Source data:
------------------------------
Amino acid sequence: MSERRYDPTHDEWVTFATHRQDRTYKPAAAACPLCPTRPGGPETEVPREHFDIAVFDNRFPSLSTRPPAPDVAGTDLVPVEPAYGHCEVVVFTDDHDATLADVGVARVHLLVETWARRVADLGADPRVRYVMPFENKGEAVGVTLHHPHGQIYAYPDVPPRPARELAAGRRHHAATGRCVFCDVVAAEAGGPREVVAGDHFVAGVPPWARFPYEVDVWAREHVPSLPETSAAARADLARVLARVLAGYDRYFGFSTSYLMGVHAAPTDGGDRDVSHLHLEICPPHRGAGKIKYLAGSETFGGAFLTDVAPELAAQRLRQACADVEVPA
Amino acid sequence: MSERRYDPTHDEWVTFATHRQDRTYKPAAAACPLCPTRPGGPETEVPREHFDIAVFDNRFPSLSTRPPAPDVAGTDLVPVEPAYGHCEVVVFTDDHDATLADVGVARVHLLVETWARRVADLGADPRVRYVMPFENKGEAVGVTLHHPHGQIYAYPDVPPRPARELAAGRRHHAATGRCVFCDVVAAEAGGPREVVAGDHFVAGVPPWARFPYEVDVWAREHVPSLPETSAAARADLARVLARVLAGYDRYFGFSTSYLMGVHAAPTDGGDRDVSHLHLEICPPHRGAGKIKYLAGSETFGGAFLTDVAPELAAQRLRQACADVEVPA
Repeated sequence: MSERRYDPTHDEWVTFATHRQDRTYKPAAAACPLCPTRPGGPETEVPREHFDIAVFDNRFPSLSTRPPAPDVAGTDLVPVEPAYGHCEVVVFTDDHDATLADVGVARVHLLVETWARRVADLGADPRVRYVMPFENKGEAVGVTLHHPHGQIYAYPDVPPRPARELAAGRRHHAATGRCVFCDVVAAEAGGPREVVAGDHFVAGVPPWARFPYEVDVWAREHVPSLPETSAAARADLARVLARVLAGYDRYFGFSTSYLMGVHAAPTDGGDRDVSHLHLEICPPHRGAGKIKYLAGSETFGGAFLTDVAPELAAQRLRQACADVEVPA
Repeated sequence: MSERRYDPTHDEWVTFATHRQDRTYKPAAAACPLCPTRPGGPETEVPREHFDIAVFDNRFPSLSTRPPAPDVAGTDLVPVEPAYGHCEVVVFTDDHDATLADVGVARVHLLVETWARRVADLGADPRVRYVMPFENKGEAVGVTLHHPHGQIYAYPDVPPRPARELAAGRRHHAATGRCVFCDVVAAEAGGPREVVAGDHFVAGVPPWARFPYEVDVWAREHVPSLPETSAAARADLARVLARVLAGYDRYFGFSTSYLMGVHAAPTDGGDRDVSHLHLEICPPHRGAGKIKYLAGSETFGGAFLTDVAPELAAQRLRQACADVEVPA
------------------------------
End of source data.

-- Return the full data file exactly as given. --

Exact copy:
Amino acid sequence: MSERRYDPTHDEWVTFATHRQDRTYKPAAAACPLCPTRPGGPETEVPREHFDIAVFDNRFPSLSTRPPAPDVAGTDLVPVEPAYGHCEVVVFTDDHDATLADVGVARVHLLVETWARRVADLGADPRVRYVMPFENKGEAVGVTLHHPHGQIYAYPDVPPRPARELAAGRRHHAATGRCVFCDVVAAEAGGPREVVAGDHFVAGVPPWARFPYEVDVWAREHVPSLPETSAAARADLARVLARVLAGYDRYFGFSTSYLMGVHAAPTDGGDRDVSHLHLEICPPHRGAGKIKYLAGSETFGGAFLTDVAPELAAQRLRQACADVEVPA
Amino acid sequence: MSERRYDPTHDEWVTFATHRQDRTYKPAAAACPLCPTRPGGPETEVPREHFDIAVFDNRFPSLSTRPPAPDVAGTDLVPVEPAYGHCEVVVFTDDHDATLADVGVARVHLLVETWARRVADLGADPRVRYVMPFENKGEAVGVTLHHPHGQIYAYPDVPPRPARELAAGRRHHAATGRCVFCDVVAAEAGGPREVVAGDHFVAGVPPWARFPYEVDVWAREHVPSLPETSAAARADLARVLARVLAGYDRYFGFSTSYLMGVHAAPTDGGDRDVSHLHLEICPPHRGAGKIKYLAGSETFGGAFLTDVAPELAAQRLRQACADVEVPA
Repeated sequence: MSERRYDPTHDEWVTFATHRQDRTYKPAAAACPLCPTRPGGPETEVPREHFDIAVFDNRFPSLSTRPPAPDVAGTDLVPVEPAYGHCEVVVFTDDHDATLADVGVARVHLLVETWARRVADLGADPRVRYVMPFENKGEAVGVTLHHPHGQIYAYPDVPPRPARELAAGRRHHAATGRCVFCDVVAAEAGGPREVVAGDHFVAGVPPWARFPYEVDVWAREHVPSLPETSAAARADLARVLARVLAGYDRYFGFSTSYLMGVHAAPTDGGDRDVSHLHLEICPPHRGAGKIKYLAGSETFGGAFLTDVAPELAAQRLRQACADVEVPA
Repeated sequence: MSERRYDPTHDEWVTFATHRQDRTYKPAAAACPLCPTRPGGPETEVPREHFDIAVFDNRFPSLSTRPPAPDVAGTDLVPVEPAYGHCEVVVFTDDHDATLADVGVARVHLLVETWARRVADLGADPRVRYVMPFENKGEAVGVTLHHPHGQIYAYPDVPPRPARELAAGRRHHAATGRCVFCDVVAAEAGGPREVVAGDHFVAGVPPWARFPYEVDVWAREHVPSLPETSAAARADLARVLARVLAGYDRYFGFSTSYLMGVHAAPTDGGDRDVSHLHLEICPPHRGAGKIKYLAGSETFGGAFLTDVAPELAAQRLRQACADVEVPA